By Shangxin Yang, PhD (FEL ’16). As I looked at the messages and pictures popping up on wechat from relatives, friends and colleagues in china, it was difficult, at first, to grasp exactly what I was seeing.
It was around Christmas, and word of a mysterious pneumonia was only just beginning to filter out of Wuhan, with no hint of how in just a few months it would explode as a global pandemic.
My initial thought was that it was a reemergence of SARS, which flared 17 years ago. And every time I heard talk about it arising from a seafood market where they sell wild animals, it struck me as similar to illnesses that have arisen when a bat virus jumps to an intermediary host and then to a human.
The government in China wasn’t yet talking about human- to-human transmission. But I know a great deal about virology — I have lectured on the subject to our pathology residents and microbiology fellows — and the news coming out of Wuhan suggested this wasn’t limited to animal-to-human transmission.
Already, some 70 people had been reported infected; I’d never heard of any animal-to-human viral transmission that had affected so many people at one time. It was obvious to me that human-to-human transmission was taking place.
And I knew it was going to be bad. It turned out I was right that it would be bad. But I was wrong in my estimate of how bad. I thought it would be like SARS, which infected about 8,000 people, killing 800, before it died out.
But as of this writing, in early April, there have been, according to the World Health Organization, more than 1 million confirmed cases of COVID-19 and more than 72,000 deaths worldwide.
I began to look more closely at the images and messages I was receiving daily from 6,800 miles away. This was real information, in real time, from friends and colleagues — doctors and nurses and health care professionals on the frontline of the epidemic in and near Wuhan. They were telling me what really was happening.
They told me there were more than 10,000 cases in the city at that time — far more than the government was reporting — and about hundreds of patients lining up for hours to get into hospitals and often being turned away because they were full. They sent me videos and pictures of desperate people in surgical masks crowding around what appears to be the front desk of a clinic.
There was an image of a woman sitting on a subway, a blue mask covering her face and a child on her lap, enshrouded in what looks like a plastic dry cleaning bag. People standing in line for a train or shopping in a market with plastic five-gallon water bottles over their heads.
The face of a black-and-white cat covered in a blue mask, its green eyes peering through holes cut in the fabric. Empty streets. A man in a car with a diaper wrapped over his nose and mouth. More people covered in plastic standing in lines or sitting at desks. More empty streets.
The pictures looked like scenes from a war zone.
I wanted my colleagues at UCLA to know how bad I thought this was going to be.
In my clinical microbiology laboratory, everyone had heard about this mysterious illness in China, but, like me at first, they didn’t recognize what it had the potential to become. Before this became a story dominating the headlines, I started sharing what I knew — firsthand information direct from ground zero of the outbreak — with Dr. Omai Garner (FEL ’12), the director of clinical microbiology, as well as with members of our UCLA Emerging Infectious Disease program and my lab colleagues at the Los Angeles County Department of Public Health.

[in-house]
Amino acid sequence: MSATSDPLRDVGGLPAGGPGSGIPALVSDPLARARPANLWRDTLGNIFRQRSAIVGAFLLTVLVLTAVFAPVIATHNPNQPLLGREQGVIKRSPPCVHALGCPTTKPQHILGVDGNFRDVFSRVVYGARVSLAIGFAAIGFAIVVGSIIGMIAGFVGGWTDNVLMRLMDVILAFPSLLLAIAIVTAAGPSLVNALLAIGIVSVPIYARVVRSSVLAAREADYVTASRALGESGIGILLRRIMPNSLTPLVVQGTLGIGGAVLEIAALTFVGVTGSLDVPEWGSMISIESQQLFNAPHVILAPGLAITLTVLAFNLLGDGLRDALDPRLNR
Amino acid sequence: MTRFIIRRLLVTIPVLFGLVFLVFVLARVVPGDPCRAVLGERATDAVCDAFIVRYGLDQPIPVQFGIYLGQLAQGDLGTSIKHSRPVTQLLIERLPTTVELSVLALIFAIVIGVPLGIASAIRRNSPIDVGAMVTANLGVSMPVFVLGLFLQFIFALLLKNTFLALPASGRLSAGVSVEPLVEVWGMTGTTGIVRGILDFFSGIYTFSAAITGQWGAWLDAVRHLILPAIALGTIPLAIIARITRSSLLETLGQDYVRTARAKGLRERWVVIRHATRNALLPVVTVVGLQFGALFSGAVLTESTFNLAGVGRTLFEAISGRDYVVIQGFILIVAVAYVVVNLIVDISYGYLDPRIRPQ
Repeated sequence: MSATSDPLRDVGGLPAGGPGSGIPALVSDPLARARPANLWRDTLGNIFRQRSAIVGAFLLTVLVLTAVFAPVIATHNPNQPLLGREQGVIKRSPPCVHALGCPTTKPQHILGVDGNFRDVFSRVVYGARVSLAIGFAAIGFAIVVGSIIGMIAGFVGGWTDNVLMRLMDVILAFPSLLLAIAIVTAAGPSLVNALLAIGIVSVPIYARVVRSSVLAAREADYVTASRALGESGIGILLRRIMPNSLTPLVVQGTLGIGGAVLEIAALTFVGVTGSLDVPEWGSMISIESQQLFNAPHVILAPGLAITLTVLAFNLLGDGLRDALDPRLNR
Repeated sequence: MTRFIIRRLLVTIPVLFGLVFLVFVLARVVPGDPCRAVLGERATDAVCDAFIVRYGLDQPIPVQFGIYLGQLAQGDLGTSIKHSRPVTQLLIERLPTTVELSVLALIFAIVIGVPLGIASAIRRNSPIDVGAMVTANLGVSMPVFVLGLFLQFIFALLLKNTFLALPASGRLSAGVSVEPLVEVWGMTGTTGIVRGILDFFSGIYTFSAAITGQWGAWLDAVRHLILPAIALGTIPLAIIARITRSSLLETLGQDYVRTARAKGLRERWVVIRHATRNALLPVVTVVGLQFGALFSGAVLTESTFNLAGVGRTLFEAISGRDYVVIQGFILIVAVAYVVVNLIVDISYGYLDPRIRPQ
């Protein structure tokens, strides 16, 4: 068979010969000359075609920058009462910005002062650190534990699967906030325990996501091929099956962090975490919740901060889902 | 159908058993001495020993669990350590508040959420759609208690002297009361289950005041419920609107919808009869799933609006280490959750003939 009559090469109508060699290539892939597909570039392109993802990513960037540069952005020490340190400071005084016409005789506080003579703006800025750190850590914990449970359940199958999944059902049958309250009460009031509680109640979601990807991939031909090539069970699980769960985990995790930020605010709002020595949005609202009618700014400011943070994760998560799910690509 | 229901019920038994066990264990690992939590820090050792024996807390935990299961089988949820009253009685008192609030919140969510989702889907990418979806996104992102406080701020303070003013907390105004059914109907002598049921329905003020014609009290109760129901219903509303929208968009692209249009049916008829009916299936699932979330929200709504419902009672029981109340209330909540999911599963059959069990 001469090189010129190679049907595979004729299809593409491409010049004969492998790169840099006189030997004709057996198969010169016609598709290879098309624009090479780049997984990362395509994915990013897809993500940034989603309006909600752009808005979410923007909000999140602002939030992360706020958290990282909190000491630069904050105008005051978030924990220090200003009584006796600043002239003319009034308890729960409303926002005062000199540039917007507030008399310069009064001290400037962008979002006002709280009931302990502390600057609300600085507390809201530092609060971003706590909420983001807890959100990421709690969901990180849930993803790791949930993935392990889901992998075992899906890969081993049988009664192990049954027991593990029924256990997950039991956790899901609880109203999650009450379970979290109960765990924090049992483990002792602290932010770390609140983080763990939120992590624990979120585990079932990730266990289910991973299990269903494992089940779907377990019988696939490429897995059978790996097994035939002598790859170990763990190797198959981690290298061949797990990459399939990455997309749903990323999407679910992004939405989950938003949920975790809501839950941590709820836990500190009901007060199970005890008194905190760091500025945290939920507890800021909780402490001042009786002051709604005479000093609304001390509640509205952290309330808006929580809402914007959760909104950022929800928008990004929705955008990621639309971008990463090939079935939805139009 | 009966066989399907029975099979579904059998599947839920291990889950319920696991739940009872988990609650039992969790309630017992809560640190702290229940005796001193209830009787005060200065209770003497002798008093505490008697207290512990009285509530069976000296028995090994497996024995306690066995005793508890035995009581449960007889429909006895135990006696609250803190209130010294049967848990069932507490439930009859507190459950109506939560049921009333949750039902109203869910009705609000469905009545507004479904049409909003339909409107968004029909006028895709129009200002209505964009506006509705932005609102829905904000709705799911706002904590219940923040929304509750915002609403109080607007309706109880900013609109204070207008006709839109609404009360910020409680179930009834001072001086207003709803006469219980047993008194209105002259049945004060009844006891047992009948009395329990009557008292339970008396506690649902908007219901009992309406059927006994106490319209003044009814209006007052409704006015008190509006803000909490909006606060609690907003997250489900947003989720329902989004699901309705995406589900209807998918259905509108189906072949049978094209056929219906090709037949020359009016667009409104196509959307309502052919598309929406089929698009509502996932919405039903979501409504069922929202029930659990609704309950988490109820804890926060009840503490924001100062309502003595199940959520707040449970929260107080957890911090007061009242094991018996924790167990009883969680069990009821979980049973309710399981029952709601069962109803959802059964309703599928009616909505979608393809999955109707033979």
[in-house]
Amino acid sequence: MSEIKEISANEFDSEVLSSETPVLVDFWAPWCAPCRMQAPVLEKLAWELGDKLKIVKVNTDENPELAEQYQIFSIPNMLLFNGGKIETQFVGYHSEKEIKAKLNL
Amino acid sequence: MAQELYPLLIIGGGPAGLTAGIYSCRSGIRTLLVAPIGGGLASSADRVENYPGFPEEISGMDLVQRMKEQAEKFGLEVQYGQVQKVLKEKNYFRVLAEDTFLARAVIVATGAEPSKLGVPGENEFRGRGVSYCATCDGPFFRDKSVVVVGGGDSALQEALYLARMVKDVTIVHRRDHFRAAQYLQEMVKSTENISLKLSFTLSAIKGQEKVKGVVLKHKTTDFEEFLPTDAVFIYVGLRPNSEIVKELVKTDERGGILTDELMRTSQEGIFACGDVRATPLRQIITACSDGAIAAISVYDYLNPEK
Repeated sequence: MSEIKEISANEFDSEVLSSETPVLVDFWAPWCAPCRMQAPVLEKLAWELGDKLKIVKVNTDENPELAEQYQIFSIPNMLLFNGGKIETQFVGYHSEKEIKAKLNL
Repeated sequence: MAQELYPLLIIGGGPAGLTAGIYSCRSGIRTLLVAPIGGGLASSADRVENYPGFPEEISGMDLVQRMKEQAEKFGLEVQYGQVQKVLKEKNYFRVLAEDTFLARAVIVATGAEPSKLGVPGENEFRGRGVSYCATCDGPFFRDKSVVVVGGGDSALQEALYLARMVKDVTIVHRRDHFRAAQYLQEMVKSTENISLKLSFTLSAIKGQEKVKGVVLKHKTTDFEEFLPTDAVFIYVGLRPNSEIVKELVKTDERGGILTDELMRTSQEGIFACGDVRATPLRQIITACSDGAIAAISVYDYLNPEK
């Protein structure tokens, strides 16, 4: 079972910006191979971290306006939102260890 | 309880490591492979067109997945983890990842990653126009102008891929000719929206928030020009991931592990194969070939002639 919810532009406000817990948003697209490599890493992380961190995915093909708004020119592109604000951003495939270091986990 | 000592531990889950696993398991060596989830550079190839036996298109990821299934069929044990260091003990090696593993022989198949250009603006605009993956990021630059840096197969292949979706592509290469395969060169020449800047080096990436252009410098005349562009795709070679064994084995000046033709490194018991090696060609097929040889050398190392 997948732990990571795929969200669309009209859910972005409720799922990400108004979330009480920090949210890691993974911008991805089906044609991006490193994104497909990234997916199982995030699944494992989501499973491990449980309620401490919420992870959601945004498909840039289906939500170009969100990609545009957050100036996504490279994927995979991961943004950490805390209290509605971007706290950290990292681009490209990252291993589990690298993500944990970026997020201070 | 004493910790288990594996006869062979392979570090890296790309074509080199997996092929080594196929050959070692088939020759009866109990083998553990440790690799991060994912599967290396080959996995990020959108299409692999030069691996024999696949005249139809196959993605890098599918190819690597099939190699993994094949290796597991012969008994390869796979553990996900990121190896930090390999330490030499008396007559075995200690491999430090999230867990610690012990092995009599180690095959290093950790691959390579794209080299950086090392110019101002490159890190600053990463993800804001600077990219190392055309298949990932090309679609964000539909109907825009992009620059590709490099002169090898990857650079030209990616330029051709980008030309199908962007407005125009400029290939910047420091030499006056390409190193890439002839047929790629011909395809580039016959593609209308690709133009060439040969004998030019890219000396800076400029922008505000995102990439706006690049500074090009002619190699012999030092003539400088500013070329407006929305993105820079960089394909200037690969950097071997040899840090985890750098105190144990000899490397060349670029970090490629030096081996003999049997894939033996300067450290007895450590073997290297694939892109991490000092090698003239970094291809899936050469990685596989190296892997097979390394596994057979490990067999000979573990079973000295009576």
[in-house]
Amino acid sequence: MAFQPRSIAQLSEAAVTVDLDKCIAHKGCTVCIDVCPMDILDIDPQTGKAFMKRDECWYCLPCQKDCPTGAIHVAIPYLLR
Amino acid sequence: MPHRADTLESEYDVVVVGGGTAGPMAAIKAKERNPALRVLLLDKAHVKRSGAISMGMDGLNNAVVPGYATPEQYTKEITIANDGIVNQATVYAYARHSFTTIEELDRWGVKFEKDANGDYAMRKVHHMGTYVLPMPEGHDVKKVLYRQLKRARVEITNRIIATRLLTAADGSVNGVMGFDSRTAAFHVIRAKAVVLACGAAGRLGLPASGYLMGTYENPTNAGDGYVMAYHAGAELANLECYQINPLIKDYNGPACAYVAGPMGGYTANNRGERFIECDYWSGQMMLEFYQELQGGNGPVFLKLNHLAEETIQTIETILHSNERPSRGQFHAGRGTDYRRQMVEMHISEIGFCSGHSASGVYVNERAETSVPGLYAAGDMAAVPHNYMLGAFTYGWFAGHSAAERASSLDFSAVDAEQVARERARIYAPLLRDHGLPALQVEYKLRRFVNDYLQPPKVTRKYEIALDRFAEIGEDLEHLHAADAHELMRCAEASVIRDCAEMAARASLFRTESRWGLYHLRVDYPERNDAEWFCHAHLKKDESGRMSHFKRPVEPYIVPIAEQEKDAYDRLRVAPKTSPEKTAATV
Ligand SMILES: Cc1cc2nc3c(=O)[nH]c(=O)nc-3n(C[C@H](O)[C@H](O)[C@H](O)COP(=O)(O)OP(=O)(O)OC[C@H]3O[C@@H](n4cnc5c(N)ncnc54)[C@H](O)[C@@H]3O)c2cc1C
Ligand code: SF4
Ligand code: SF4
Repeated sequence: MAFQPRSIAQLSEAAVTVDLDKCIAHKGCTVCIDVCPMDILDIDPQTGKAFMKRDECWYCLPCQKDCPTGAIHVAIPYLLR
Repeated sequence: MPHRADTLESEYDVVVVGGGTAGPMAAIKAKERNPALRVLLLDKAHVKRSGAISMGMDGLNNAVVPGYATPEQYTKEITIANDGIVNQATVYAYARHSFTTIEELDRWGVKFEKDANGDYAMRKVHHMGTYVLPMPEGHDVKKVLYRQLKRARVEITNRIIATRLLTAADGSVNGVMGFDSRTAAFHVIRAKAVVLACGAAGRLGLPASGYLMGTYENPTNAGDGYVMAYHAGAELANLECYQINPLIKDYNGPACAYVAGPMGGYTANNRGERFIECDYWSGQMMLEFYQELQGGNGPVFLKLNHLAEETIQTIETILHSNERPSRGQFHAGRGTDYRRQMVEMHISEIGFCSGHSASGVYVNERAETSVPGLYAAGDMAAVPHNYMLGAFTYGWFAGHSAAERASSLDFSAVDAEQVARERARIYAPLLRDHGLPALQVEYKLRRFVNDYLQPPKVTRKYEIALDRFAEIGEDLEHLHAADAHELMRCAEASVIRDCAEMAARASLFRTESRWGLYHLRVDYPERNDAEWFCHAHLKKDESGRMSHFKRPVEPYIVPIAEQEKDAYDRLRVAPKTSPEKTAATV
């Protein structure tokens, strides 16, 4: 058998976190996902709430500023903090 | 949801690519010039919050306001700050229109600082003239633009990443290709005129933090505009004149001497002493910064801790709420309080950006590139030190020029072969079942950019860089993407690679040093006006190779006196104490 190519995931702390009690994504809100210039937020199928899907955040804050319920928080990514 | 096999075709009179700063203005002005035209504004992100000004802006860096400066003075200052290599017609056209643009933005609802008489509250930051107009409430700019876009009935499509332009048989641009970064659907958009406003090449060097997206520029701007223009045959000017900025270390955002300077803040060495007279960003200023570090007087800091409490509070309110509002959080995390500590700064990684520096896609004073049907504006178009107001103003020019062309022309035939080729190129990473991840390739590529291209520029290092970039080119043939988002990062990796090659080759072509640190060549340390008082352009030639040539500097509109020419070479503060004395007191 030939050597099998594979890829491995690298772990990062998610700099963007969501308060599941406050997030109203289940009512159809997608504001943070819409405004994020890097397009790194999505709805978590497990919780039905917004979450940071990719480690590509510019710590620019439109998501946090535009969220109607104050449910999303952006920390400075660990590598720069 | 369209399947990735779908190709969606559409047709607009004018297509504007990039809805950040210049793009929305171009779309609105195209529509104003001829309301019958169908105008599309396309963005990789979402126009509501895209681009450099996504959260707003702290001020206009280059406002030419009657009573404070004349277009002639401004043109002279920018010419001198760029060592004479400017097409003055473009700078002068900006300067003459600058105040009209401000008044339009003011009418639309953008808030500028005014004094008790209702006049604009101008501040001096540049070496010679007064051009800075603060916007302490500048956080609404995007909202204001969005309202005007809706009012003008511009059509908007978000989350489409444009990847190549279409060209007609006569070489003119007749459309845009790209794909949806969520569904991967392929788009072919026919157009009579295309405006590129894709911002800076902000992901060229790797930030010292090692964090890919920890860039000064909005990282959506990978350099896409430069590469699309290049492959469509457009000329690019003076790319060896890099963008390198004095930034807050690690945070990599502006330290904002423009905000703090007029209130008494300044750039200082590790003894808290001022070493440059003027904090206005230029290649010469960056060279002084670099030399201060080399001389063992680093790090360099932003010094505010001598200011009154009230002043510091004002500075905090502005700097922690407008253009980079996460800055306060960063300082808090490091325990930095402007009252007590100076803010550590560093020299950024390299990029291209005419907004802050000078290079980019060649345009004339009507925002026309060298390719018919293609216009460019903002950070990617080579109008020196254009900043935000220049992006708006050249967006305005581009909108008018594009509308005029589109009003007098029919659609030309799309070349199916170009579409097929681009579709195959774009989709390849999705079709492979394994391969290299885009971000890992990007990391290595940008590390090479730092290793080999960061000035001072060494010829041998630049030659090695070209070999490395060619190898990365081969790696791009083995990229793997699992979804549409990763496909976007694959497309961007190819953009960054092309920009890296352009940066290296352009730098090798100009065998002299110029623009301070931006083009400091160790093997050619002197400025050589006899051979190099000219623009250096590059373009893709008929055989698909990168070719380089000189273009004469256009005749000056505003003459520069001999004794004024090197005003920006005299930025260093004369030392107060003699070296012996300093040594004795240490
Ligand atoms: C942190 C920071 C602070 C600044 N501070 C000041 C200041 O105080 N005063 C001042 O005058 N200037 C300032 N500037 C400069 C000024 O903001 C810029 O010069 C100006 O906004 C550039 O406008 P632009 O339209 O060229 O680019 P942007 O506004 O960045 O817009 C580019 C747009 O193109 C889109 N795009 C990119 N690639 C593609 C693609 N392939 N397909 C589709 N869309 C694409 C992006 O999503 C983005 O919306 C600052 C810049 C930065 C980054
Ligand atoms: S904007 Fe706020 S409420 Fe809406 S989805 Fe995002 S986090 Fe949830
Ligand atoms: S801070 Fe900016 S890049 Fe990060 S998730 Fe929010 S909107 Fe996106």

It was important that everyone understand what was coming.
Now I was looking at heat maps showing the spread of the illness. It moved very quickly. From the plot points on the map, you could see that within a week, it had spread from Wuhan, in Hubei Province, across nearly all of China.
I was struck by its incredible speed and the scale of the number of people infected. This was nothing like SARS, which, even though it spread to more than two-dozen countries, was more regional and easy to check. I gave my first lecture about this virus in mid-January, telling the students that this was a new coronavirus and was much more contagious than the previous coronaviruses we had seen. I told them how quickly this outbreak spread. “This is not a good time to travel,” I said. “You don’t want to go to the airport.” I told them to wash their hands.
I talked so much about it that my 8-year-old son started to ask me questions. “Am I going to die?” he asked. No, I told him. It’s going to be OK. “Are you going to die?” he asked. We talked a lot about the virus. I wanted him to understand about it, not just about what was happening but also about the science.
I explained that this virus has different risks for different populations. For kids, it’s not that bad. For the elderly, it could be very bad. And for everyone in between, it depends. He listened to what I told him, and then he took out his pens and drew a picture of the three faces of coronavirus.
The photos and video I received from Wuhan indeed looked like they were from a war zone. And I tell people that we literally are in a war. Our common enemy is a virus, and it is causing untold casualties.
I don’t know what is going to happen. I am glad that I am in the fight. You just have to do your best and cherish what you have.